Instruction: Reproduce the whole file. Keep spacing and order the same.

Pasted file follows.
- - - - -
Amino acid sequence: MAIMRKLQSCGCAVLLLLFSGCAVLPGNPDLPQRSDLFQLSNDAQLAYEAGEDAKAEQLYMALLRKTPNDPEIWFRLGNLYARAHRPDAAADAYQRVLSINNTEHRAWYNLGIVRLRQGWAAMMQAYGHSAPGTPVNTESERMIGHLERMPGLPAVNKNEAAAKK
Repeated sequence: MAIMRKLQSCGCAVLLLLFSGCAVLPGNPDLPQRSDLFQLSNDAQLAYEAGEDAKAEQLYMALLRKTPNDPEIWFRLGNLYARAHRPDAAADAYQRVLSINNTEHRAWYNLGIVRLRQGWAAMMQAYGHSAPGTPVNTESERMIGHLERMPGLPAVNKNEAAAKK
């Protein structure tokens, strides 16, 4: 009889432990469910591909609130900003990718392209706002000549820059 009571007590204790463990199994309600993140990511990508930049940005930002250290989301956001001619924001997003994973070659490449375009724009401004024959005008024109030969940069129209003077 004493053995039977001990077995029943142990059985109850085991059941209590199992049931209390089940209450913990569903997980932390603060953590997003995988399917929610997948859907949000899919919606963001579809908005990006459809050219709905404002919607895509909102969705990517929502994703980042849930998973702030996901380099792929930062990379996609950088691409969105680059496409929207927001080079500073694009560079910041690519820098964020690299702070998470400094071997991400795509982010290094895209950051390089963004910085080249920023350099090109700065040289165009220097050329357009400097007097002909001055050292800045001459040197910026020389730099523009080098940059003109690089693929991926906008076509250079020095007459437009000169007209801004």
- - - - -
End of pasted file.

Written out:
Amino acid sequence: MAIMRKLQSCGCAVLLLLFSGCAVLPGNPDLPQRSDLFQLSNDAQLAYEAGEDAKAEQLYMALLRKTPNDPEIWFRLGNLYARAHRPDAAADAYQRVLSINNTEHRAWYNLGIVRLRQGWAAMMQAYGHSAPGTPVNTESERMIGHLERMPGLPAVNKNEAAAKK
Repeated sequence: MAIMRKLQSCGCAVLLLLFSGCAVLPGNPDLPQRSDLFQLSNDAQLAYEAGEDAKAEQLYMALLRKTPNDPEIWFRLGNLYARAHRPDAAADAYQRVLSINNTEHRAWYNLGIVRLRQGWAAMMQAYGHSAPGTPVNTESERMIGHLERMPGLPAVNKNEAAAKK
């Protein structure tokens, strides 16, 4: 009889432990469910591909609130900003990718392209706002000549820059 009571007590204790463990199994309600993140990511990508930049940005930002250290989301956001001619924001997003994973070659490449375009724009401004024959005008024109030969940069129209003077 004493053995039977001990077995029943142990059985109850085991059941209590199992049931209390089940209450913990569903997980932390603060953590997003995988399917929610997948859907949000899919919606963001579809908005990006459809050219709905404002919607895509909102969705990517929502994703980042849930998973702030996901380099792929930062990379996609950088691409969105680059496409929207927001080079500073694009560079910041690519820098964020690299702070998470400094071997991400795509982010290094895209950051390089963004910085080249920023350099090109700065040289165009220097050329357009400097007097002909001055050292800045001459040197910026020389730099523009080098940059003109690089693929991926906008076509250079020095007459437009000169007209801004």